I'm an avid surfer of social media sites, and there are some great ones out there - Mashable, for example, definitely merited a place on my 43Marks homepage.  Yet it never ceases to amaze me how many unverified stats end up at such sites, reported, cited, quoted, retweeted, what have you, without question.  So, when I noticed the headline, "80% of Children Under Age 5 Use the Internet" by Sarah Kessler, my bullshit detectors were maxed to the limit.  Just off the top of my head, I reasoned that many children under the age of 5 can't bloody read, so how do they log on, and what sites do they visit?  Okay, no sense nitpicking, but try to figure out the following graphic:

Now if I'm reading this chart correctly, we are expected to believe that 75% of 0-2 year olds use a computer and nearly 60% a cellphone?  This is difficult to accept even for 2 year olds, but what about 3 month olds?  And what are they doing on the cell phone - talking?  Before they learn how to talk? These stats supposedly come from Sesame Street Media Utilization Studies - that sure sounds impressive to me, until Kessler's link takes you to the Sesame Workshop site which hardly looks like a repository of rigorous research.  I consulted one of the SSMS reports, and found the following definition of 'media use', supposedly the measure plotted on the graphic: 'The amount of time spent actively consuming a given medium.'  So I guess that means we can rule out the possibility that the participation percentages include cases where a mother surfing the Internet is holding her baby, who happens to drool on the keyboard.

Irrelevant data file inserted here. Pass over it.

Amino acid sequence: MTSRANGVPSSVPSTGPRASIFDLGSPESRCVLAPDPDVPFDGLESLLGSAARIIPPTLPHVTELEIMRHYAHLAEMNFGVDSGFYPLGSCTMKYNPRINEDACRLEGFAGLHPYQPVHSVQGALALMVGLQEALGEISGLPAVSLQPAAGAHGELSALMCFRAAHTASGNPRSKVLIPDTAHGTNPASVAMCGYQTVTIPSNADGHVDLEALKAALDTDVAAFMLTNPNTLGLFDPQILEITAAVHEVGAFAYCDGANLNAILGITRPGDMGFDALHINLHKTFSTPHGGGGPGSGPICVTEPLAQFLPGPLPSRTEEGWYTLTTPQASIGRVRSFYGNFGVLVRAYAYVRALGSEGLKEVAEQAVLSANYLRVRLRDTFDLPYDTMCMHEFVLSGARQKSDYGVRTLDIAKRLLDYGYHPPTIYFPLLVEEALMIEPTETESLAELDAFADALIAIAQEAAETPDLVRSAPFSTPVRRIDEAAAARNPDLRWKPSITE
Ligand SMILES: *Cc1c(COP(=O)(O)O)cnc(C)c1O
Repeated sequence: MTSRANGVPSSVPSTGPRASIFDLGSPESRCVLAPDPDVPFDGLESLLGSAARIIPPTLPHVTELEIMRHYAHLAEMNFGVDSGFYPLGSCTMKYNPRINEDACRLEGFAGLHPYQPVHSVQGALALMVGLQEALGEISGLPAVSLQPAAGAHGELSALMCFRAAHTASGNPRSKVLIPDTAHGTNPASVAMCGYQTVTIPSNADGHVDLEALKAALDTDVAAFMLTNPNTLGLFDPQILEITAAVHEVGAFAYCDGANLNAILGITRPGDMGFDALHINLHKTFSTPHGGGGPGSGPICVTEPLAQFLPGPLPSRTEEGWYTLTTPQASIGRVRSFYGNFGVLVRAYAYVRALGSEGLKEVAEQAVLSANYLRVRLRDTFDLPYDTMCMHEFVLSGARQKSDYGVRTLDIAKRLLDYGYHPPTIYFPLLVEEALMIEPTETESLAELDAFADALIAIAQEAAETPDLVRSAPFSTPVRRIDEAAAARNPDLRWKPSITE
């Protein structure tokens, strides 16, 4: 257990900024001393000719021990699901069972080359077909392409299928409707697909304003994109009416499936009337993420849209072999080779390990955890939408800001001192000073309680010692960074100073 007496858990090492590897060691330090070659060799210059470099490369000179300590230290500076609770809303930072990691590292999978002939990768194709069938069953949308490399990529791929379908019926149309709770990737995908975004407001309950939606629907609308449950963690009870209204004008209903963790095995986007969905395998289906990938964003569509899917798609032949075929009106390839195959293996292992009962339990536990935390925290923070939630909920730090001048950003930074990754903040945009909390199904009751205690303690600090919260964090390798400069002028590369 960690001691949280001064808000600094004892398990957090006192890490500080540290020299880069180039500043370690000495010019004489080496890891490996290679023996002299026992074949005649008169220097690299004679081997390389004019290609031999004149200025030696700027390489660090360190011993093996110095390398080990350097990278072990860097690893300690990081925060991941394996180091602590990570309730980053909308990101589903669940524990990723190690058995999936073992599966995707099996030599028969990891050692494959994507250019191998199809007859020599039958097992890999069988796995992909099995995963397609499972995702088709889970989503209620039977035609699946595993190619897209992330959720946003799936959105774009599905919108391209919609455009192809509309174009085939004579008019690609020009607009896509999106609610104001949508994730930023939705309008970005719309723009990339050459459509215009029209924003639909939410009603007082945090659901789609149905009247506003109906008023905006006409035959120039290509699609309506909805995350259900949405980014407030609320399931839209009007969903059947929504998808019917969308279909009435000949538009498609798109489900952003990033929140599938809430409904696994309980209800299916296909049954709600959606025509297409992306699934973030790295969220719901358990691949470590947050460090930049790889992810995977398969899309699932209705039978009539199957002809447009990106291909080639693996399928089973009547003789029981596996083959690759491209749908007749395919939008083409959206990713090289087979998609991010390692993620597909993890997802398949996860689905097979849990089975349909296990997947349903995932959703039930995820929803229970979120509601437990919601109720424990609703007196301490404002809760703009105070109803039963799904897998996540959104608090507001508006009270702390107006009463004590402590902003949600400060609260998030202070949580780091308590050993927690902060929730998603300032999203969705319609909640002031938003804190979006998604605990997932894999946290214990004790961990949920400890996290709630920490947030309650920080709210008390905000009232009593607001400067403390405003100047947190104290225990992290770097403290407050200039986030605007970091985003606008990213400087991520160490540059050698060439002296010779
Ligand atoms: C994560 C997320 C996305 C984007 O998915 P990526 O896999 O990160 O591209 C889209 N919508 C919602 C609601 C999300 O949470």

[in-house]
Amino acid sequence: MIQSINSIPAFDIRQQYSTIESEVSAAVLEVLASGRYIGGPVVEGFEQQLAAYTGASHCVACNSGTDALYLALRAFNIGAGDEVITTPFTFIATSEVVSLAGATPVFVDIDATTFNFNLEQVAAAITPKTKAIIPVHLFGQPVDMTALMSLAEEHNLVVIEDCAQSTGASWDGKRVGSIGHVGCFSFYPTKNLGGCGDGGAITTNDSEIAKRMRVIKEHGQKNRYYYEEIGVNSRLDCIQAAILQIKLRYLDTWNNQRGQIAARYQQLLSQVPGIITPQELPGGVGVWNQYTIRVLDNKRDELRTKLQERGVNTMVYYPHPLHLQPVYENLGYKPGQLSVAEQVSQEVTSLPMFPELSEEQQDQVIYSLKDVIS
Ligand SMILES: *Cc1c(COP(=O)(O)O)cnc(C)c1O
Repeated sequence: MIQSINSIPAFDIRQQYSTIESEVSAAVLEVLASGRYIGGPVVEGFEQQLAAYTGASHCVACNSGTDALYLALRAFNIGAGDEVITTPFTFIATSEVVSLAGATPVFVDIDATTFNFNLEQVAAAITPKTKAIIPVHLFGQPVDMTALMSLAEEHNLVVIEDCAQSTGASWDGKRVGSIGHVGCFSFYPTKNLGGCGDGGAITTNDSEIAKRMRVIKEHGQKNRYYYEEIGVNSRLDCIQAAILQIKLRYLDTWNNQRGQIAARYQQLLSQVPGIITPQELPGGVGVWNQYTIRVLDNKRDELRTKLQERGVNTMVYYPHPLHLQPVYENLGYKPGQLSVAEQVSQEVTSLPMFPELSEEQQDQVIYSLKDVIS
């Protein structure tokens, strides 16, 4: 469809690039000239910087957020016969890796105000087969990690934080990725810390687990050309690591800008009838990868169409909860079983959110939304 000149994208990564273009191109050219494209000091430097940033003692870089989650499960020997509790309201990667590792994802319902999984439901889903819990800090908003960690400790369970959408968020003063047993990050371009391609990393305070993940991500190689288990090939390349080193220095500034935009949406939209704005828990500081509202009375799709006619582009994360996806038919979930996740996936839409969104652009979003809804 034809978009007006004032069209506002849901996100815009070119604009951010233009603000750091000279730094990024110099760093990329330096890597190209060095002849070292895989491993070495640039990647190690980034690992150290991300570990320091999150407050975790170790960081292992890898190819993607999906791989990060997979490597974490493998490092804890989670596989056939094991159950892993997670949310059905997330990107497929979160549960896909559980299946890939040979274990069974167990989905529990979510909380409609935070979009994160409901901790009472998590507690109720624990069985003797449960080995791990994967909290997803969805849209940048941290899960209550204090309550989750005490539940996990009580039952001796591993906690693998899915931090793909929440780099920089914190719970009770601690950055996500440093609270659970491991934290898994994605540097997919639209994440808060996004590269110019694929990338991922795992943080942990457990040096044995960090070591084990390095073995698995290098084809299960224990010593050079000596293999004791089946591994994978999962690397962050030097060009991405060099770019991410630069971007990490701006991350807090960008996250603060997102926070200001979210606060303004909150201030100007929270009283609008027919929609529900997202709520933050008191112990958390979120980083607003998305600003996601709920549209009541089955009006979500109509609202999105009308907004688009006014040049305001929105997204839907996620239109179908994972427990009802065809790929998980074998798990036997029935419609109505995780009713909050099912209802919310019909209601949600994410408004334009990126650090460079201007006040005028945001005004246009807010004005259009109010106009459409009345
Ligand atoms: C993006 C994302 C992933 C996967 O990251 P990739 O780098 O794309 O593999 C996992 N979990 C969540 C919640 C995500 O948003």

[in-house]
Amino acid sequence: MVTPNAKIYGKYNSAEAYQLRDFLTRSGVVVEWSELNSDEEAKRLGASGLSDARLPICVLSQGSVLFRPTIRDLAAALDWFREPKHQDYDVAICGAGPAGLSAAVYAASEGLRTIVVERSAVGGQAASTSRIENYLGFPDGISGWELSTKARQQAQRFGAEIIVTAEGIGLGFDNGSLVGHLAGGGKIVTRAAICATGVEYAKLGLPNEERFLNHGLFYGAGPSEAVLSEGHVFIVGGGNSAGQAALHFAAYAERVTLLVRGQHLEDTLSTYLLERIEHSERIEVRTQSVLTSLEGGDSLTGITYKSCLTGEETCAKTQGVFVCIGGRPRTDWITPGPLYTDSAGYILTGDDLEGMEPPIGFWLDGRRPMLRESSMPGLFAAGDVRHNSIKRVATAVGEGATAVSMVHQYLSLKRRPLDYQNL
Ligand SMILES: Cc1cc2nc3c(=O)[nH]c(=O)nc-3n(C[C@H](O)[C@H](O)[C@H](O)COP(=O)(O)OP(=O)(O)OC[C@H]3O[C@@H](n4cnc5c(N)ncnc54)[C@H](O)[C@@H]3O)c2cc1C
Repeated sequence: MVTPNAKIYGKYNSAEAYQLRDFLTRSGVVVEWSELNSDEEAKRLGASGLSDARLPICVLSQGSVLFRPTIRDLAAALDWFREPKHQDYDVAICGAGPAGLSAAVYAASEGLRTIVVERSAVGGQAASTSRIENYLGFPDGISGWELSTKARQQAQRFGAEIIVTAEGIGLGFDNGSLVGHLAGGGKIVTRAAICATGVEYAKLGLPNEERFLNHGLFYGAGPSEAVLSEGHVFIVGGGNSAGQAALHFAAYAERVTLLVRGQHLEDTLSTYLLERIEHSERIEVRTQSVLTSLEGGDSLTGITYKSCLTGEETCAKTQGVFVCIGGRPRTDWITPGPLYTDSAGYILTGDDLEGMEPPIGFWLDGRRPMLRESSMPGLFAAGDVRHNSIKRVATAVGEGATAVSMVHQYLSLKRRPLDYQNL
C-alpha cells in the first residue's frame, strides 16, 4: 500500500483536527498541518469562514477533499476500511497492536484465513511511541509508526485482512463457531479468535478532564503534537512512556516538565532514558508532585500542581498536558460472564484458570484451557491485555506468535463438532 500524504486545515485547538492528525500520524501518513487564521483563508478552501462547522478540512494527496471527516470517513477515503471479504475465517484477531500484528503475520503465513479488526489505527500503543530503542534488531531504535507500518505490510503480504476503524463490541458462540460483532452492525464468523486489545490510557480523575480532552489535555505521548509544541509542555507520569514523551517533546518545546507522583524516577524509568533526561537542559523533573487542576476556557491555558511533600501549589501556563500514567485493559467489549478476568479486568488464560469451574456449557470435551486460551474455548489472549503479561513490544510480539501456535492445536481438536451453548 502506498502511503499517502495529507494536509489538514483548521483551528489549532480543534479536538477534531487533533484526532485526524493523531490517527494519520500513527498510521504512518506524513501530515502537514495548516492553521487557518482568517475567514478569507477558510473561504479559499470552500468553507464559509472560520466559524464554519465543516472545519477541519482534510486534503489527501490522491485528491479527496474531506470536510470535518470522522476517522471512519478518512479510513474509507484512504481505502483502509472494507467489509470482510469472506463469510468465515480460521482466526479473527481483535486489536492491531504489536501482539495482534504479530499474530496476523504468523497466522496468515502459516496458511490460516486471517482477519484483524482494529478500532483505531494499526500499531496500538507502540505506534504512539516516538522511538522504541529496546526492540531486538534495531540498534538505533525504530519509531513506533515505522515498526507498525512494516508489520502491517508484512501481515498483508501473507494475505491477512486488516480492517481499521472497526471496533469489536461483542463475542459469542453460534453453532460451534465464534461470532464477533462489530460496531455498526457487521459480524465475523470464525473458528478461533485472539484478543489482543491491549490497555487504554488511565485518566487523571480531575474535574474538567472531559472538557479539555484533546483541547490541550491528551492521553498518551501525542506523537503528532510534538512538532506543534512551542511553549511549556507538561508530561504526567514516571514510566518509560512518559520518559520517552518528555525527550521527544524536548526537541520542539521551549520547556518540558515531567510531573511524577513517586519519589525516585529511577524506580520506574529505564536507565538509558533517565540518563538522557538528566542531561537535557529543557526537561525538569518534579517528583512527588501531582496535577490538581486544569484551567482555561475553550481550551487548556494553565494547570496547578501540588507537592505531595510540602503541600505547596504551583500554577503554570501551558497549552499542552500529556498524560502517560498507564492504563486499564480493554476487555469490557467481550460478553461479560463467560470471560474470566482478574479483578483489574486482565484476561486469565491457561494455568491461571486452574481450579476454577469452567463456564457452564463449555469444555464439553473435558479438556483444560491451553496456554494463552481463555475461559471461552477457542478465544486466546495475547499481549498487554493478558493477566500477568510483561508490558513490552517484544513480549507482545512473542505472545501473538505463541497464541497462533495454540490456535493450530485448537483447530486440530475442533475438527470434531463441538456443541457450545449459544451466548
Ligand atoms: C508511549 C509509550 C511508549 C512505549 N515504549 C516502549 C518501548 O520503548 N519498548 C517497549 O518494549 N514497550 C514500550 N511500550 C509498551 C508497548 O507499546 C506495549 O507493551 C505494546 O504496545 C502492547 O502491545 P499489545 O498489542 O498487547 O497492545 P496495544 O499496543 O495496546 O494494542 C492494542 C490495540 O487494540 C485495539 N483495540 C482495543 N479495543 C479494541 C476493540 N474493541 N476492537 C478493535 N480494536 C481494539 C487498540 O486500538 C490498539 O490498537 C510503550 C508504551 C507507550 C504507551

Throwing out a bunch of head scratching statistics is nothing new when it comes to hyping social media - those Social Media Revolution videos are fun to watch and creatively produced, but replete with questionable statistics (e.g., '96% of Millennials have joined a social network').  Which is why I always cringe when my students start off a presentation with one of those videos. 


Moral of the story: just because the stats appear on an otherwise credible website or in a brilliantly produced video, it doesn't mean that they are accurate.  Seek verification and demand to know what method was used to acquire them.